Park Research Overview

Oligodendrocytes (OLs) differentiate to myelinate central nervous system (CNS). CNS myelination by OLs is important not only for saltatory conduction of action potentials but also for trophic support of nerve axons. An improved understanding of how the differentiation of OLs is regulated for CNS myelination should provide a firm basis on which to develop more effective therapeutics for demyelinating diseases.

Our current research efforts are focused on elucidating the transcriptional regulatory network controlling the differentiation of OLs. Over the past decade, application of genome-wide techniques has greatly facilitated the identification of new transcription factors that are important for CNS myelination. However, significant gaps in our knowledge remain regarding how they function at the molecular level. Also, there remain more transcription factors to be identified for the full elucidation of the transcriptional regulatory network. Thus, we are pursuing two different research directions at the moment.

The first direction is to elucidate the functional mechanism of Myrf, a key transcription factor for CNS myelination. Conditional knock-out mice in which Myrf is knocked out in the OL lineage cells completely fail to develop CNS myelin and exhibit severe neurological symptoms, eventually prematurely dying. Recently, we and the Emery laboratory have independently made the surprising discovery that Myrf is generated as an integral membrane protein that is auto-cleaved by its ICA domain into two fragments. This discovery invokes a number of intriguing questions about how Myrf drives the differentiation of OLs for CNS myelination.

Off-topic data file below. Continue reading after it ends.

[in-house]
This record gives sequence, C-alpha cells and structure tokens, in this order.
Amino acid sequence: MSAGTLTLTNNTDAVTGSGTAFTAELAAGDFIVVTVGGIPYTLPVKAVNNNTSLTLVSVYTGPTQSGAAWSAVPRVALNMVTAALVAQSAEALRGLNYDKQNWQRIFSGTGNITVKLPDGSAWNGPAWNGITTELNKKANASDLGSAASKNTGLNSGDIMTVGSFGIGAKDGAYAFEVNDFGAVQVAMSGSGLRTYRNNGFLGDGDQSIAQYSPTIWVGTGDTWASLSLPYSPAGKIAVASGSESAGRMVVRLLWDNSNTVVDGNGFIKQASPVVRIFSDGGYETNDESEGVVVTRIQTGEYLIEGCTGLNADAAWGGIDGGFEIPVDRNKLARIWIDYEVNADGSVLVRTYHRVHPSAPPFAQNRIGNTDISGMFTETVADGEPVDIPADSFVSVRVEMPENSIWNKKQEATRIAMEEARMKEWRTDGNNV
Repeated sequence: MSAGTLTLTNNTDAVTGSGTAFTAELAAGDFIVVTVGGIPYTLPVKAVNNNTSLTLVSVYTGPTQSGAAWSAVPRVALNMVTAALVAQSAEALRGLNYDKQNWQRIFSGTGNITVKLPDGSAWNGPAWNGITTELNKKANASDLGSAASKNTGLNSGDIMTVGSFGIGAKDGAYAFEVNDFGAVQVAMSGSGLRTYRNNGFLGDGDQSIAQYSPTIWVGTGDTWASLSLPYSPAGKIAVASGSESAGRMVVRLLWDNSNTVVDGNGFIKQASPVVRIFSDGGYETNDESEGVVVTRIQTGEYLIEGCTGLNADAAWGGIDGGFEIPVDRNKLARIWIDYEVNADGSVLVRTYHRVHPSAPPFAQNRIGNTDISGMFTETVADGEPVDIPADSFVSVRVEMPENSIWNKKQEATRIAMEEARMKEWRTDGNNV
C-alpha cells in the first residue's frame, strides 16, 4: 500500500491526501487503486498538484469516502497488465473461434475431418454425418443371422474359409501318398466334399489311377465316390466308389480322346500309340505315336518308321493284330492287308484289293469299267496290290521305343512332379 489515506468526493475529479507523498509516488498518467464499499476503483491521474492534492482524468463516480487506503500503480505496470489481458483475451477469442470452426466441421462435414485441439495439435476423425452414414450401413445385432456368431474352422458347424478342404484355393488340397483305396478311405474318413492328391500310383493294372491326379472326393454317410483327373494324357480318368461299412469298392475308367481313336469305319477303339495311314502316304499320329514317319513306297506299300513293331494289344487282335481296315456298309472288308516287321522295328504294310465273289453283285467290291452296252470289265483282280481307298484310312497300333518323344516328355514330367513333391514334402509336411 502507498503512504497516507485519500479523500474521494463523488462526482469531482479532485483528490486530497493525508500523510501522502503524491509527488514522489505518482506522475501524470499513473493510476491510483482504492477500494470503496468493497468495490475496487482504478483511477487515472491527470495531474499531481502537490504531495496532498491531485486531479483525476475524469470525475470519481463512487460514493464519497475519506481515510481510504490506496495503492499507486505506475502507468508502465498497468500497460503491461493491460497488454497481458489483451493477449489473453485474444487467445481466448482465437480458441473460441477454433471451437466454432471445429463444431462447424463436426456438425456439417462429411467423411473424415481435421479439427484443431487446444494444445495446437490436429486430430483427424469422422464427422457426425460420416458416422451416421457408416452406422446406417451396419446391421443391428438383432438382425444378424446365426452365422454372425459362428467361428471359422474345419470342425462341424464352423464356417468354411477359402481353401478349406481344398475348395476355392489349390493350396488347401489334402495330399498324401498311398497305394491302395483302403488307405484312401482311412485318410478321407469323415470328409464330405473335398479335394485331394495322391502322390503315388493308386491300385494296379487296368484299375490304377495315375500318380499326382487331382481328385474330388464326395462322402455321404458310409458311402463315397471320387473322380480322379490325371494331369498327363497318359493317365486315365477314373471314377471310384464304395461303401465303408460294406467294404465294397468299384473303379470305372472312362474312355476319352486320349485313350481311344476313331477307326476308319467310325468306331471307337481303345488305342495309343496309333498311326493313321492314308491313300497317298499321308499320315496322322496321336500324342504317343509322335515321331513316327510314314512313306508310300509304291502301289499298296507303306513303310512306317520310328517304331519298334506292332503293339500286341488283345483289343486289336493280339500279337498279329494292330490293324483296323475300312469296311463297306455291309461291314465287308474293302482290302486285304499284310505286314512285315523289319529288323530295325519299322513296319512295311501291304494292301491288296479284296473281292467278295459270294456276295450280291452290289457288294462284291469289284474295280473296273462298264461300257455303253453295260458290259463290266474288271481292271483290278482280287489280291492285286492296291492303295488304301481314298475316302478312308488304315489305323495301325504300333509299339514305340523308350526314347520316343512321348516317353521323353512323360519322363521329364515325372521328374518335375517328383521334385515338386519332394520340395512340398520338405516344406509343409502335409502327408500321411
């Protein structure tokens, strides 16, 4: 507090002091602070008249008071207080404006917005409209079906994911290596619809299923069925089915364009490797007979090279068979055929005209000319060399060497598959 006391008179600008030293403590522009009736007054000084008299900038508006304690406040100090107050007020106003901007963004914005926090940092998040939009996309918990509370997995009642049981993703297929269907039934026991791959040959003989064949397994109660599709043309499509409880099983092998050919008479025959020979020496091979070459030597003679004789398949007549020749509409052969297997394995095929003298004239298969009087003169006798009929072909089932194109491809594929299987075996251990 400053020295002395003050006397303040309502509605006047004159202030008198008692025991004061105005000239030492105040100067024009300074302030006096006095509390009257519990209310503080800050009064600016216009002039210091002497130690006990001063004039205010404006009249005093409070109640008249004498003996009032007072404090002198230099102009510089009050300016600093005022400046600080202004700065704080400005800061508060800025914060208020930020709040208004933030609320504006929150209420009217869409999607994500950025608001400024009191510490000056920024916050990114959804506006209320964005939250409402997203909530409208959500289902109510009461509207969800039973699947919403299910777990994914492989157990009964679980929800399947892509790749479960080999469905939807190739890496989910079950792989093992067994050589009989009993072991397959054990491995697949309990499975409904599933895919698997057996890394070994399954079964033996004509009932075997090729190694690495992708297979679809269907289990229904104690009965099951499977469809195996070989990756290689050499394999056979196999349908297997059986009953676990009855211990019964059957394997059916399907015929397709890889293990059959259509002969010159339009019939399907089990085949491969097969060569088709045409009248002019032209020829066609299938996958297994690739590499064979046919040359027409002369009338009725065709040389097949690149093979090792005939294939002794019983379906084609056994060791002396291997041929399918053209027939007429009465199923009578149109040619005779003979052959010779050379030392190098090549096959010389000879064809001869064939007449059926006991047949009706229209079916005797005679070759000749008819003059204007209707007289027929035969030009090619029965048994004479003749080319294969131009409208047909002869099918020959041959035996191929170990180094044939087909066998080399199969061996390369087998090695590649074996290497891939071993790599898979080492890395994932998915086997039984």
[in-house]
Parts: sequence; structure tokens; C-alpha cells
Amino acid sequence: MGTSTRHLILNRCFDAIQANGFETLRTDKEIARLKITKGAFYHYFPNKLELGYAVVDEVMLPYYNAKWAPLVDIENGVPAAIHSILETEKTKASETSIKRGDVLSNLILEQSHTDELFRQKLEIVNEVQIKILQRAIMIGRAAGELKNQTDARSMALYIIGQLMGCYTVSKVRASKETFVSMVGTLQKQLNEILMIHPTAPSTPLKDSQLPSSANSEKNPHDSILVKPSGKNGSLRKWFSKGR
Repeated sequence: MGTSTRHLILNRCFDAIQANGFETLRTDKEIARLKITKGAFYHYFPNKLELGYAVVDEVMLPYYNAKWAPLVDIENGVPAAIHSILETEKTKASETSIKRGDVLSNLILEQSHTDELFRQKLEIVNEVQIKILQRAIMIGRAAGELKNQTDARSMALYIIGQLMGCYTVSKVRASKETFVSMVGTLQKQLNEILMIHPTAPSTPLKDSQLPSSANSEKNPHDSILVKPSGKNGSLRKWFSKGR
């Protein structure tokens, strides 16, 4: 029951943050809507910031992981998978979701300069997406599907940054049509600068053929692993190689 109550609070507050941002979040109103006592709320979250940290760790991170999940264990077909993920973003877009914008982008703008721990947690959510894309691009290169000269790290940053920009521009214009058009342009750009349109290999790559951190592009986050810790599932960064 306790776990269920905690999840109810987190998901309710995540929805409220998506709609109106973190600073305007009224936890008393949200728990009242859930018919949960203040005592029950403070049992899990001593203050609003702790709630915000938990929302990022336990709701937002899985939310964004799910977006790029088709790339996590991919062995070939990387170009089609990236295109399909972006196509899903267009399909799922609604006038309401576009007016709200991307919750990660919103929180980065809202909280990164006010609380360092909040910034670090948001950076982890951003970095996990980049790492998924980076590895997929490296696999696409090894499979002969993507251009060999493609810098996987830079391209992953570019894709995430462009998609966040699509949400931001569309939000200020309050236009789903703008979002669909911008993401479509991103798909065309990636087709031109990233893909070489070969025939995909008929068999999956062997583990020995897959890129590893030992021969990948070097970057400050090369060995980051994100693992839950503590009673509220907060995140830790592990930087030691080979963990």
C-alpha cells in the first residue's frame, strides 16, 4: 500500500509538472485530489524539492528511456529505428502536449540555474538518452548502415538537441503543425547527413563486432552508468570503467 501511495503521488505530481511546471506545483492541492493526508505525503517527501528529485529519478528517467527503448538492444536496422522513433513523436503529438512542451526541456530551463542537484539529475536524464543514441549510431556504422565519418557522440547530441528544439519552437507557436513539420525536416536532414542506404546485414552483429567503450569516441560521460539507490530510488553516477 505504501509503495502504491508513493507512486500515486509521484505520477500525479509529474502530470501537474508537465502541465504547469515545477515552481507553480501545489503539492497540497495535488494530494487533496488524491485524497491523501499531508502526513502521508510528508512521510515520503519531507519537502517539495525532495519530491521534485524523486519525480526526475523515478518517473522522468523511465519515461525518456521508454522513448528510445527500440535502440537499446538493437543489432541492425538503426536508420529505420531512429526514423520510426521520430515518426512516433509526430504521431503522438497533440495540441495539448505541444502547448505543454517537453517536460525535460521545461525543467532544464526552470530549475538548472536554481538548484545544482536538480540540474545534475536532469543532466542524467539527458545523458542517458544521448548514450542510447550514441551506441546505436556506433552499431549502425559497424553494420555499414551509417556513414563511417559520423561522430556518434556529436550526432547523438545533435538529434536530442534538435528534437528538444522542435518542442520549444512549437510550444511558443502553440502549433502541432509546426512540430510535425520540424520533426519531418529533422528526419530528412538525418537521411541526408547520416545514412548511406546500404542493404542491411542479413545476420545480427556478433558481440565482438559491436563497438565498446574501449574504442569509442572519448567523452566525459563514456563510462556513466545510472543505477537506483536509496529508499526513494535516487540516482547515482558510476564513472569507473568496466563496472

The second direction is to identify new transcription factors for CNS myelination. By taking advantage of our computational expertise, we have predicted a number of new transcription factors for OL differentiation. We are currently characterizing them using primary OL cultures. Promising hits will be further analyzed by generating knock-out mice.

Faculty and Staff

Dr. Yungki Park

Assistant Professor of Biochemistry

Dr. Yungki Park is an Assistant Professor of the Hunter James Kelly Research Institute and in the Department of Biochemistry, Jacobs School of Medicine and Biomedical Sciences, University at Buffalo.

Dong-Kyeong Kim

Research Scientist, HJKRI, Park Lab

  • July, 2014: Hunter James Kelly Research Institute, University at Buffalo, NY, USA
  • 2011 - 2014: PhD in Medical Science, Department of Preventive Medicine, College of Medicine, Chung-Ang University, Seoul, Korea
  • 2009 - 2011: Master in Medical Science, Department of Preventive Medicine, College of Medicine, Chung-Ang University, Seoul, Korea


Fan Chuandong

Research Technician, HJKRI, Park Lab

  • January 2016 - present: Research Technician III focusing on protein post-translational modification research at Hunter James Kelly Research Institute, Park Laboratory, University at Buffalo, NY, USA
  • 2009 - 2014: He became a post-doctoral researcher at Roswell Park Cancer Institute from Nov 2009, until Nov 2014.
  • 2003: PhD in Cell Biology, at Life Sciences School, Shandong University, Shandong, China.
  • 1992 - 2003: Shandong non-metallic geological engineering exploration academy (, China National Materials Group Corporation (
  • 1992: Bachelor's degree in Engineering, Exploratory Geophysics, at Changchun Geology College, Jilin, China

Yoonchan Hwang

Research Technician, HJKRI, Park Lab

  • 2019 - present, Research Technician III, Park lab at Hunter James Kelly Research Institute
  • 2017 - 2019, Research Technician III, Surtees lab at SUNY at Buffalo, Biochemistry
  • 2014 - 2017, Research Technician III, Dr. Feltri at the Hunter James Kelly Research Institute
  • 2014: B.S. in Biological Science, SUNY Buffalo, NY, US
Tae Wan Kim.

Tae Wan Kim

Student Volunteer, HJKRI, Park Lab

  • 2017 - 2018: M.A. of Biochemistry, SUNY Buffalo, NY, US 
  • 2010 - 2017: B.S. of Biochemistry, Yonsei University, Seoul, Korea